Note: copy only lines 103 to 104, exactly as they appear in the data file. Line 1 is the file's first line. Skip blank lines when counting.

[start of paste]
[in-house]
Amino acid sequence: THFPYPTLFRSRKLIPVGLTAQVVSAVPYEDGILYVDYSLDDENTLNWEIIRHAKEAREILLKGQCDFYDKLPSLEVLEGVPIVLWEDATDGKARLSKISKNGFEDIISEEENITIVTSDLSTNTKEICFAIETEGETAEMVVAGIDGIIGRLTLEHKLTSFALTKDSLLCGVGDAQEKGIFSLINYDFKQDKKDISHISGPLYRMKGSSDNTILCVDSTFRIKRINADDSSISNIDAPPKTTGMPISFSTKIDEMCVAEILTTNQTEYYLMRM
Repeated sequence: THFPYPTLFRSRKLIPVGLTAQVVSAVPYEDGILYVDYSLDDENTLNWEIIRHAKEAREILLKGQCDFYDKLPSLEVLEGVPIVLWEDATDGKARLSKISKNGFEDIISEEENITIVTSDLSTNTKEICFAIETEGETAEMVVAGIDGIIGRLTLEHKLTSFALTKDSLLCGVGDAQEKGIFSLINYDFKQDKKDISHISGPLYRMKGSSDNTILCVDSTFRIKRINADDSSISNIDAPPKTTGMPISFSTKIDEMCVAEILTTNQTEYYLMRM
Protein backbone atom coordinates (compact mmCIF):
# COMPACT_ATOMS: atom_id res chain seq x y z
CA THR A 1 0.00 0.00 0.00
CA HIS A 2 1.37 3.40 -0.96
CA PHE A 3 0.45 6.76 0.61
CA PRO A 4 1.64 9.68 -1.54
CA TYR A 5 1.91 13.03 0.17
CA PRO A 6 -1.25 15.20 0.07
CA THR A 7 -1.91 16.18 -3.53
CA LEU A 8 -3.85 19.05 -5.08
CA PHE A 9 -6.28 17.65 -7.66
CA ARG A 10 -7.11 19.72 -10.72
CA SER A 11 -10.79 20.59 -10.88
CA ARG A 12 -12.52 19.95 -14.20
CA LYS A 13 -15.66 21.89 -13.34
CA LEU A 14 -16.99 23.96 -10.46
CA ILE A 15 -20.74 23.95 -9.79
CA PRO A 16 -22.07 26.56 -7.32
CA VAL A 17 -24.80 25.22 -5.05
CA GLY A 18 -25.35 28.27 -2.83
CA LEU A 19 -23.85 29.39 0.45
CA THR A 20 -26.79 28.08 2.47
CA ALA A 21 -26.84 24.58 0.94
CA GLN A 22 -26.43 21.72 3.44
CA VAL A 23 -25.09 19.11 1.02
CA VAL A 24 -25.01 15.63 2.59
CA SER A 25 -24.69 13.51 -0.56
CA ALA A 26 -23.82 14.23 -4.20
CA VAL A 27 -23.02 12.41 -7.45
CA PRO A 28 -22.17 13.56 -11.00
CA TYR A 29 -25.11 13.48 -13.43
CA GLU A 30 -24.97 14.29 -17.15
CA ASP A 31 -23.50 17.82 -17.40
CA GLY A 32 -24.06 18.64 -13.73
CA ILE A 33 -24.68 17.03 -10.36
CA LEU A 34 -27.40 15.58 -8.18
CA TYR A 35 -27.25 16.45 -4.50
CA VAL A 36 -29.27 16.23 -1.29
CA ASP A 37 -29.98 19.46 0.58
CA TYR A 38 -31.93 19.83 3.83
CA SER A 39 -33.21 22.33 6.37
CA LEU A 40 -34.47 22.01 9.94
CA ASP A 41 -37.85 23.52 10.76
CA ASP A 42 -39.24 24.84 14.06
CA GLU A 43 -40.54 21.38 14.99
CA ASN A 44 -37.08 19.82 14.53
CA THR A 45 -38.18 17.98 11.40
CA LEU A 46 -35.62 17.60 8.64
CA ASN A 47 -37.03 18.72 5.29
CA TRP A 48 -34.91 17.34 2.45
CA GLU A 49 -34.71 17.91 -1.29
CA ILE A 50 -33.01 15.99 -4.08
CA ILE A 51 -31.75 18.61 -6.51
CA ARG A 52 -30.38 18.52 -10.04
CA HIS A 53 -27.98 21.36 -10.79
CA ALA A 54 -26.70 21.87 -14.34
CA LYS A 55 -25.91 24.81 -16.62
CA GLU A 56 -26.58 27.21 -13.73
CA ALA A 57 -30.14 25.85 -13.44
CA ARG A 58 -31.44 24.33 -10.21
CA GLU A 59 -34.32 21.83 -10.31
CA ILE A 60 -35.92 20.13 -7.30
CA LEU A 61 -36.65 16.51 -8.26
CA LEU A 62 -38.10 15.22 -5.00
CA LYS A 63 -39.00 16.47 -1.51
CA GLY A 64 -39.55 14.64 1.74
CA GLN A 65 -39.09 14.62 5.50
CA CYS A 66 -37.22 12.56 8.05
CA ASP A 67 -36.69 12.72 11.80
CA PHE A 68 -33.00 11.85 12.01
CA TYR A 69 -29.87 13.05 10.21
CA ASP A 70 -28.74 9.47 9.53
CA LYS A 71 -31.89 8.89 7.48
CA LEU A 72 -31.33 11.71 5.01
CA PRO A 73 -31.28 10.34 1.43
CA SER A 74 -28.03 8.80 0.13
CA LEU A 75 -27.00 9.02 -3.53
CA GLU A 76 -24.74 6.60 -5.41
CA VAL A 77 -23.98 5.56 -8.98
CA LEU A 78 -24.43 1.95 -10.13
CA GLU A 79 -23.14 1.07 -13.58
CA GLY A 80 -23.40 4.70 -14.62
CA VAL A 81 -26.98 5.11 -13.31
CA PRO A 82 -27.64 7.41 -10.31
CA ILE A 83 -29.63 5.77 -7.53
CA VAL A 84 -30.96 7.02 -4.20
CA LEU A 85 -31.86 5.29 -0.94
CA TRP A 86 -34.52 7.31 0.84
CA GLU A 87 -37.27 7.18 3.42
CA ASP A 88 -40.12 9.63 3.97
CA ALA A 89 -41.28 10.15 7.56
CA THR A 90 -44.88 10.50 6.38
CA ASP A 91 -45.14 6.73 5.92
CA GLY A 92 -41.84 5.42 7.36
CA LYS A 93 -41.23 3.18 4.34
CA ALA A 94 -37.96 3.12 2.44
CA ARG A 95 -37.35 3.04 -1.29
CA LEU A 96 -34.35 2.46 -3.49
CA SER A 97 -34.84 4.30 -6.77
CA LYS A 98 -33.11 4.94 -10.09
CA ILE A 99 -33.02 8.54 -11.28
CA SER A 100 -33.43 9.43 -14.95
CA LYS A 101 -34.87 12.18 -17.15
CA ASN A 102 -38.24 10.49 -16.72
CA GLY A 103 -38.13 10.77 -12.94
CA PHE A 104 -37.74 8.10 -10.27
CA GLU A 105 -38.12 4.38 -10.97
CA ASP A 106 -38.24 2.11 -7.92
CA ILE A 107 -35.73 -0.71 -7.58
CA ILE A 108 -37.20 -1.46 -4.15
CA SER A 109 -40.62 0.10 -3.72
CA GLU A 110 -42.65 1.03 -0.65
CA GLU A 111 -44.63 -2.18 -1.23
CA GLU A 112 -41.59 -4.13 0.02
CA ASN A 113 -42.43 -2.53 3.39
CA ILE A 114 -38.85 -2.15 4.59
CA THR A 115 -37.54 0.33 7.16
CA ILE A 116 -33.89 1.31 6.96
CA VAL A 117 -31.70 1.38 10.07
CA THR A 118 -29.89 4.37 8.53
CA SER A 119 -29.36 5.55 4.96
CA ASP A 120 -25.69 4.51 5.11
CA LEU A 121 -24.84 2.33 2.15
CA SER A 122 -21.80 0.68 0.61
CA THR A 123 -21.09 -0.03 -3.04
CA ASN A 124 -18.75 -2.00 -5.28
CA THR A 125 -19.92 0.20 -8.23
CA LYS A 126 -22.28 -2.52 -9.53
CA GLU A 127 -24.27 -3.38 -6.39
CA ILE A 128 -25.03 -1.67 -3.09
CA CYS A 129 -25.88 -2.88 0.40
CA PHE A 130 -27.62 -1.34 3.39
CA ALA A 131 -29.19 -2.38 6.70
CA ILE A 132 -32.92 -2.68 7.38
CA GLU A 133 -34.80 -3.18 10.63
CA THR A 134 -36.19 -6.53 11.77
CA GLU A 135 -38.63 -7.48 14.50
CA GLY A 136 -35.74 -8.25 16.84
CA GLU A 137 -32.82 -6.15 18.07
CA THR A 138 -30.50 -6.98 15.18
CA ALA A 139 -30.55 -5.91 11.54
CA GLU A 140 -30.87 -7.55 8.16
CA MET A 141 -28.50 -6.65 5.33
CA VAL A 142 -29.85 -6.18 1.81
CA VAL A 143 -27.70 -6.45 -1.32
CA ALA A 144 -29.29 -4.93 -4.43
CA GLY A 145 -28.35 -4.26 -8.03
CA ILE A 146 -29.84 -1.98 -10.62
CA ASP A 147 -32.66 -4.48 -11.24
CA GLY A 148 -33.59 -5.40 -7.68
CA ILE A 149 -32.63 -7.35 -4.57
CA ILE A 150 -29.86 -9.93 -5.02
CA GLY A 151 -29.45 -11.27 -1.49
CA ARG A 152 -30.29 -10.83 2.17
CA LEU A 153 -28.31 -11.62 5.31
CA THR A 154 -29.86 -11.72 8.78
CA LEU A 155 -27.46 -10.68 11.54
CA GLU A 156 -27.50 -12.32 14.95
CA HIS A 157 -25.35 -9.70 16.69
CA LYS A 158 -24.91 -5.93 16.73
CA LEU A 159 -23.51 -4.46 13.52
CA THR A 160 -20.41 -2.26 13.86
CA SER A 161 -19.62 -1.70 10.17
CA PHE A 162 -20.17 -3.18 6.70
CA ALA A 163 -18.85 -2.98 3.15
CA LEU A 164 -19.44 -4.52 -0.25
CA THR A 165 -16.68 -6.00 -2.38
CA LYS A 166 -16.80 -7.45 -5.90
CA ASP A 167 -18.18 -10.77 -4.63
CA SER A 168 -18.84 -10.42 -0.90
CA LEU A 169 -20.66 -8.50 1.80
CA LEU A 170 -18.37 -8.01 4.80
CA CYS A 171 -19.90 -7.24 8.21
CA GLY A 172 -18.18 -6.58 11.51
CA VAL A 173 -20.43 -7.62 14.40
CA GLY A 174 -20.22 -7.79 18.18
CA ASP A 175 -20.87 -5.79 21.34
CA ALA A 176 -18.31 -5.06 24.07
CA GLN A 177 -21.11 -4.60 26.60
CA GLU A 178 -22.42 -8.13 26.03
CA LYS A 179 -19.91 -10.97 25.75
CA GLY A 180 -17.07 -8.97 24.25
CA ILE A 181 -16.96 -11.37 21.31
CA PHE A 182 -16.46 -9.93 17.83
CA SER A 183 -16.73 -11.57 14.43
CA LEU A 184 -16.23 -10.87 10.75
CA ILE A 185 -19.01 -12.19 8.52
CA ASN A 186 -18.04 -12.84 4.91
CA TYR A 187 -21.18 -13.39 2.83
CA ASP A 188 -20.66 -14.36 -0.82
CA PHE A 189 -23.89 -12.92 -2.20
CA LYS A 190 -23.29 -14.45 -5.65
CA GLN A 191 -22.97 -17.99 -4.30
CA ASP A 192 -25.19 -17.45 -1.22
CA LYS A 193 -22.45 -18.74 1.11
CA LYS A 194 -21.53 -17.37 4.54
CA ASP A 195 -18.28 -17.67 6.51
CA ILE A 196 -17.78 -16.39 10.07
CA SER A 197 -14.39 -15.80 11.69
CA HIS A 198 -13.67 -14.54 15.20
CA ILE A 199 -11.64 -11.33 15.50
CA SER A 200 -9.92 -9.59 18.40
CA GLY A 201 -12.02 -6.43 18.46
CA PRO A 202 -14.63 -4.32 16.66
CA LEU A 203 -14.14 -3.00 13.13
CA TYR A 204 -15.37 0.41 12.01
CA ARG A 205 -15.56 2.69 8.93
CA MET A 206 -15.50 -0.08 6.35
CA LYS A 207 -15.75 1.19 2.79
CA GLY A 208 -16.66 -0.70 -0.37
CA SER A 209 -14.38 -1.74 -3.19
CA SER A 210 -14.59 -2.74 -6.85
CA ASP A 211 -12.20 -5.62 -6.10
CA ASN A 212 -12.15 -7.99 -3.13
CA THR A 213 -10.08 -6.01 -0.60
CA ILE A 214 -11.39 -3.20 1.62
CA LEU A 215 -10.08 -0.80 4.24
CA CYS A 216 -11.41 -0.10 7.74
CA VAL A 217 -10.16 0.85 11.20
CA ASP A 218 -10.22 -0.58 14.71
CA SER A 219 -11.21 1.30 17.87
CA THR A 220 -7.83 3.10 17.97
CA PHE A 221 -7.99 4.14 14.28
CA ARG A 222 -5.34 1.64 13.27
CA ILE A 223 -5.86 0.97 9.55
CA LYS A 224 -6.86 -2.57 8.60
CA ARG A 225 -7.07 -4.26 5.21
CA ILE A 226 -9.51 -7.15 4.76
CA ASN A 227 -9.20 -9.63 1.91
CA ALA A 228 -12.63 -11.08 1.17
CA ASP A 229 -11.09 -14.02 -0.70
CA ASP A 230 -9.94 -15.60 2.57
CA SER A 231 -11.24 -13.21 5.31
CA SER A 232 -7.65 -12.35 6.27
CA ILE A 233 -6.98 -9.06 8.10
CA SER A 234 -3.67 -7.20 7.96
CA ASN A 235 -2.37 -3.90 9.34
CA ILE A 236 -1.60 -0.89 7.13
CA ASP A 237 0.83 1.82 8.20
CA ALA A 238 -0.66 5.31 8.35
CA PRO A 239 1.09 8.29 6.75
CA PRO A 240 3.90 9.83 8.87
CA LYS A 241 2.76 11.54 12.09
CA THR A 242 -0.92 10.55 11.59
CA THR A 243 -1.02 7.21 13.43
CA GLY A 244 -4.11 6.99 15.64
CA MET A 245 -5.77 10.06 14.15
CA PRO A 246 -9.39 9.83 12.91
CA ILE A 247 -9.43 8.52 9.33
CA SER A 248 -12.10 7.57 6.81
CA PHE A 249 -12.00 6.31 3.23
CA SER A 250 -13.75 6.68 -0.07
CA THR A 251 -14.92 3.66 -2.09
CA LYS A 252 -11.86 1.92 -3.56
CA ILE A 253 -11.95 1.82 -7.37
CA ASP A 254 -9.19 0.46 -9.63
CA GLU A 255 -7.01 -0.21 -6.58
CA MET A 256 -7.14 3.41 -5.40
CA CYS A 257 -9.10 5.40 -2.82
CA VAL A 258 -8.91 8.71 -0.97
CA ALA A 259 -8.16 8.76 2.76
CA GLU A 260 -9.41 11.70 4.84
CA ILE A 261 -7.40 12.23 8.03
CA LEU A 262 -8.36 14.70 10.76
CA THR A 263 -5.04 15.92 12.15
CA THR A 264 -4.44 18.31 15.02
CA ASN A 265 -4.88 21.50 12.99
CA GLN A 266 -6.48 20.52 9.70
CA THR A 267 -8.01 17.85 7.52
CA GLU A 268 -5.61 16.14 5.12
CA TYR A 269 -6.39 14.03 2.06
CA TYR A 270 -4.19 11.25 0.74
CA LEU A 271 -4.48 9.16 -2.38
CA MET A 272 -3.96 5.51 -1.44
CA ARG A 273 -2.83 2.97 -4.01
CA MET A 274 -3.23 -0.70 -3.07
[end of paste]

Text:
CA LYS A 98 -33.11 4.94 -10.09
CA ILE A 99 -33.02 8.54 -11.28